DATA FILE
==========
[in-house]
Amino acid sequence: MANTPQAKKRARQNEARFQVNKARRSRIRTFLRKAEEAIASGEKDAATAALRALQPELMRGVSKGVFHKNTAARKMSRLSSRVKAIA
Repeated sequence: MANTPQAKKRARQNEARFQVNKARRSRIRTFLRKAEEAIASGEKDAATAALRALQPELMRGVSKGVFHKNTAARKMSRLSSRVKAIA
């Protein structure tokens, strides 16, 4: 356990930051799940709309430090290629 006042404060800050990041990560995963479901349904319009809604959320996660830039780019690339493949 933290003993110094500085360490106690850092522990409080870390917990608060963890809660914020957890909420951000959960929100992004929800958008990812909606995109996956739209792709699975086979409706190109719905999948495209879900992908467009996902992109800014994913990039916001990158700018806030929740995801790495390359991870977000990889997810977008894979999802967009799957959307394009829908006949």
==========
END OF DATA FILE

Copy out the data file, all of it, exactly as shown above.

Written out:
[in-house]
Amino acid sequence: MANTPQAKKRARQNEARFQVNKARRSRIRTFLRKAEEAIASGEKDAATAALRALQPELMRGVSKGVFHKNTAARKMSRLSSRVKAIA
Repeated sequence: MANTPQAKKRARQNEARFQVNKARRSRIRTFLRKAEEAIASGEKDAATAALRALQPELMRGVSKGVFHKNTAARKMSRLSSRVKAIA
């Protein structure tokens, strides 16, 4: 356990930051799940709309430090290629 006042404060800050990041990560995963479901349904319009809604959320996660830039780019690339493949 933290003993110094500085360490106690850092522990409080870390917990608060963890809660914020957890909420951000959960929100992004929800958008990812909606995109996956739209792709699975086979409706190109719905999948495209879900992908467009996902992109800014994913990039916001990158700018806030929740995801790495390359991870977000990889997810977008894979999802967009799957959307394009829908006949």